Precious Memories, How They Linger (We Are Still Here, 2015)

We_Are_Still_Here_PosterA grieving couple move to the countryside beyond New York to come to terms with their loss.  But what they discover in their new home is they are not alone.

The house’s previous occupants have never left and seem intent on not only destroying the couple, but to even claim the soul of their late son for hell.

Starring Barbara Crampton and Andrew Sensenig, We Are Still Here is a good haunted house film that sets itself apart from films like the Conjuring or Amityville Horror by its visuals.  The spirits are distinct looking with white eyes, but otherwise charred black with red and orange cracking through.

This design plays into a later reveal in the film that makes for a fine surprise.  Larry Fessenden and Lisa Marie appear as friends who are believers in psychic phenomena, and this results in a solid performance from Fessenden as he attempts to communicate with the spirits.

We Are Still Here manages to be an effective and entertaining little film that deserves to be seen.

Many Tales To Tell (Tales of Halloween, 2015)

Tales_of_Halloween_posterThe horror anthology format is one that can yield tremendous success (Trick’r Treat, Creepshow) or terrible results (Creepshow 3, V/H/S 3).  It has a somewhat spotty history, but the tradition holds strong.  Probably the most ambitious, but not entirely successful were the two ABC’s of Death films, which each contained 26 short films.  Tales of Halloween keeps it to ten stories, which is probably the limit for getting a good yield of stories.

The film uses the framing device of a small town where every Halloween the dead walk, ghouls play and monsters eat.  Guiding us through the tales is (in a pretty obvious homage to her role in the fog) radio host Adrienne Barbeau (Creepshow, Swamp Thing).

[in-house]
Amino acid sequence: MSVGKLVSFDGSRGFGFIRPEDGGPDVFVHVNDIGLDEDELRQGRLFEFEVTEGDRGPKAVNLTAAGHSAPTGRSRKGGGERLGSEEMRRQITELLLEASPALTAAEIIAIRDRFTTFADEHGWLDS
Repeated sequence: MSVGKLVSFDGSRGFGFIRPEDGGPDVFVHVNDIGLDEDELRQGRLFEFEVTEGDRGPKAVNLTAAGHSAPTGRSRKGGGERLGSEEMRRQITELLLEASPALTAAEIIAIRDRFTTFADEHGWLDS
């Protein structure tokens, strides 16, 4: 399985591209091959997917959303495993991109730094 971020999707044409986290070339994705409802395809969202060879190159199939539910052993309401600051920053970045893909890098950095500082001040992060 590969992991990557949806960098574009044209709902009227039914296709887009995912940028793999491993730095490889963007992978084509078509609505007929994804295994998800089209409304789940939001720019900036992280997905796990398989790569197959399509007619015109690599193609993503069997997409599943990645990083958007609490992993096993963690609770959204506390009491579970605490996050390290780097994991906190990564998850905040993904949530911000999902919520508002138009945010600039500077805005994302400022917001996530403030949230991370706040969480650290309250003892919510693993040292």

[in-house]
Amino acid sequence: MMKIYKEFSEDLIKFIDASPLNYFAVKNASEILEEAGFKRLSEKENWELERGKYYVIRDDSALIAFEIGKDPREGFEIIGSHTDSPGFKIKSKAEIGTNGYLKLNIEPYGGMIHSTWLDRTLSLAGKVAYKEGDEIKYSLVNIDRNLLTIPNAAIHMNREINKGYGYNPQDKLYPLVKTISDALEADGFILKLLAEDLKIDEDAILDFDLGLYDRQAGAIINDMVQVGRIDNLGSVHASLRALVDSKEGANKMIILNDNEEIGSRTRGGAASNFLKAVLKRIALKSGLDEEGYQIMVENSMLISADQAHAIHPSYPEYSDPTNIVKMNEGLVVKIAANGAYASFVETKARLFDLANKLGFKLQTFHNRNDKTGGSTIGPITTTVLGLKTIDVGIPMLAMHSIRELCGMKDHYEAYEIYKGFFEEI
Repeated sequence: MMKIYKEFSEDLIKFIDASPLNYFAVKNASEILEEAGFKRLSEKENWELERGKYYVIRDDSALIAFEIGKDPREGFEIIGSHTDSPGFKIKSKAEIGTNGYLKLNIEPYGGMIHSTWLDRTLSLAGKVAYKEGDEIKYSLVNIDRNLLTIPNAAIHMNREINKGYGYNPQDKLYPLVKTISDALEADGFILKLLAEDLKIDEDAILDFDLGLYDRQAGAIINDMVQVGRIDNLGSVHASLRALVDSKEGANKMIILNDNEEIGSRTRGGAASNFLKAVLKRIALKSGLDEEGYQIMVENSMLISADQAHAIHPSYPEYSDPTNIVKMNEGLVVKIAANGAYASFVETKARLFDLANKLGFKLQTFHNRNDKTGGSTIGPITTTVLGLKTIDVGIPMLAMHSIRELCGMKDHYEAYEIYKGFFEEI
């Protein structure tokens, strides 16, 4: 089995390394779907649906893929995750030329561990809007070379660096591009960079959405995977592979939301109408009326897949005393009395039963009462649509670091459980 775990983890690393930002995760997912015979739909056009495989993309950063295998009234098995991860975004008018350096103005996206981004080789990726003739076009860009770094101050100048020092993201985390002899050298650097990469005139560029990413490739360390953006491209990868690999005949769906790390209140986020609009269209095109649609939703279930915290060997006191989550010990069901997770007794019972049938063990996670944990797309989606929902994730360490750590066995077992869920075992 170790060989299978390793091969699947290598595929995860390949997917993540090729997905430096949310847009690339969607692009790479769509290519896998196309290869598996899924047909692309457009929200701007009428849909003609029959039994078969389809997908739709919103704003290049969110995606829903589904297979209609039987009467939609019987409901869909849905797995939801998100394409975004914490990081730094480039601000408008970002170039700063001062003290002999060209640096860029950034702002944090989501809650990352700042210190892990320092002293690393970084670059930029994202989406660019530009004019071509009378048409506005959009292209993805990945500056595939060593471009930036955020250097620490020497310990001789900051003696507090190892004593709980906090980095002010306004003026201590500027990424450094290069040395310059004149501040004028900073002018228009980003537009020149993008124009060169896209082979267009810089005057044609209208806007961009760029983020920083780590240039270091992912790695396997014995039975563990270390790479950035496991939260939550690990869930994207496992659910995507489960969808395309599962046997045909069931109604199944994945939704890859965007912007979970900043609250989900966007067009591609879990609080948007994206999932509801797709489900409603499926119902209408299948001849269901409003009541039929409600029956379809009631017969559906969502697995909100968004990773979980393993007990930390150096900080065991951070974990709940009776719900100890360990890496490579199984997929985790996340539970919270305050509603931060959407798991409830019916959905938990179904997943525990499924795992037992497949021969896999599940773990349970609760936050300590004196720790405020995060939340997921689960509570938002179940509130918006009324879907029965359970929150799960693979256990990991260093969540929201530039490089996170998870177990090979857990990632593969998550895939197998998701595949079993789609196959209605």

The stories are hit or miss, with an uneven tone, but when they hit?  They are terrific fun.  Standouts include The Night Billy Raised Hell, the Ransom of Rusty Rex, Bad Seed, and Friday the 31st.  What makes all those stories work is their sense of humor.  All are having more fun than trying to be scary.

This Means War starts out strong, but ends kind of weakly.

Friday the 31st starts out like a slasher story, complete with an obvious Jason type…but then takes a complete left turn.  The Ransom of Rusty Rex tells a tale of ambitious kidnappers who grab a rich man’s (John Landis, director of American Werewolf in London) son while he is trick or treating.  Except, the boy is a bit more of a hellion than anticipated.

On the other hand, Sweet Tooth goes more for the traditional monster/urban legend territory…and it ends exactly like you expect it to.  The Weak and the Wicked lacks any real life in it’s narrative, and for being a short, fails to do much in it’s premise of revenge.

In the end, I found the film an enjoyable watch, with some good humor, fun cameos and even a few scares.  It is not quite Trick’r Treat, but it is some good Halloween fun.

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